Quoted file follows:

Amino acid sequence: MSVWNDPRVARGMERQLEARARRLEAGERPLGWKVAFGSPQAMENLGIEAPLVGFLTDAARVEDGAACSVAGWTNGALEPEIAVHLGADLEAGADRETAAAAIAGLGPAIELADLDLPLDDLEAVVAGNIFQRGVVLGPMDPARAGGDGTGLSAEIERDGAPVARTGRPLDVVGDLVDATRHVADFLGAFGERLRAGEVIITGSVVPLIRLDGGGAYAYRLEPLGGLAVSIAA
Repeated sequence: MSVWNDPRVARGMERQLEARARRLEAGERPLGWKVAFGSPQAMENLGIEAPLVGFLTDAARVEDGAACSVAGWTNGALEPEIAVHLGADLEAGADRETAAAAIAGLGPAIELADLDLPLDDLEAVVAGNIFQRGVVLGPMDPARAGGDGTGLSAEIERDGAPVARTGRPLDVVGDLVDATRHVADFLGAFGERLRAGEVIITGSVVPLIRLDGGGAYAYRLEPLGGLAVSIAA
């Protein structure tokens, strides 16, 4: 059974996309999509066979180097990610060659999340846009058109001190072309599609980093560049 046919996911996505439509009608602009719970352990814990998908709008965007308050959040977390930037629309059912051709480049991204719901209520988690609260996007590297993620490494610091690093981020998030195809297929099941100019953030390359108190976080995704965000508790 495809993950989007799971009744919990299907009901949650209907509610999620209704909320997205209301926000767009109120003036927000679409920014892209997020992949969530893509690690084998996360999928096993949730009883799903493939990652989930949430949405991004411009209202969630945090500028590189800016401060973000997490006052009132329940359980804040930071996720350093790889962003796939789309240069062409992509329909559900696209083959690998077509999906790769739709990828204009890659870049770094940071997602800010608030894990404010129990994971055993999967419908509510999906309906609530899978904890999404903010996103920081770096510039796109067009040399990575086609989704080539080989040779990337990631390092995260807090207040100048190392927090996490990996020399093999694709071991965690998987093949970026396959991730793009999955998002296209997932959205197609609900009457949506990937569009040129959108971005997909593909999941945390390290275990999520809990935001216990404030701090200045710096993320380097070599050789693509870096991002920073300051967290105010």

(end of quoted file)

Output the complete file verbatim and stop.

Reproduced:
Amino acid sequence: MSVWNDPRVARGMERQLEARARRLEAGERPLGWKVAFGSPQAMENLGIEAPLVGFLTDAARVEDGAACSVAGWTNGALEPEIAVHLGADLEAGADRETAAAAIAGLGPAIELADLDLPLDDLEAVVAGNIFQRGVVLGPMDPARAGGDGTGLSAEIERDGAPVARTGRPLDVVGDLVDATRHVADFLGAFGERLRAGEVIITGSVVPLIRLDGGGAYAYRLEPLGGLAVSIAA
Repeated sequence: MSVWNDPRVARGMERQLEARARRLEAGERPLGWKVAFGSPQAMENLGIEAPLVGFLTDAARVEDGAACSVAGWTNGALEPEIAVHLGADLEAGADRETAAAAIAGLGPAIELADLDLPLDDLEAVVAGNIFQRGVVLGPMDPARAGGDGTGLSAEIERDGAPVARTGRPLDVVGDLVDATRHVADFLGAFGERLRAGEVIITGSVVPLIRLDGGGAYAYRLEPLGGLAVSIAA
């Protein structure tokens, strides 16, 4: 059974996309999509066979180097990610060659999340846009058109001190072309599609980093560049 046919996911996505439509009608602009719970352990814990998908709008965007308050959040977390930037629309059912051709480049991204719901209520988690609260996007590297993620490494610091690093981020998030195809297929099941100019953030390359108190976080995704965000508790 495809993950989007799971009744919990299907009901949650209907509610999620209704909320997205209301926000767009109120003036927000679409920014892209997020992949969530893509690690084998996360999928096993949730009883799903493939990652989930949430949405991004411009209202969630945090500028590189800016401060973000997490006052009132329940359980804040930071996720350093790889962003796939789309240069062409992509329909559900696209083959690998077509999906790769739709990828204009890659870049770094940071997602800010608030894990404010129990994971055993999967419908509510999906309906609530899978904890999404903010996103920081770096510039796109067009040399990575086609989704080539080989040779990337990631390092995260807090207040100048190392927090996490990996020399093999694709071991965690998987093949970026396959991730793009999955998002296209997932959205197609609900009457949506990937569009040129959108971005997909593909999941945390390290275990999520809990935001216990404030701090200045710096993320380097070599050789693509870096991002920073300051967290105010």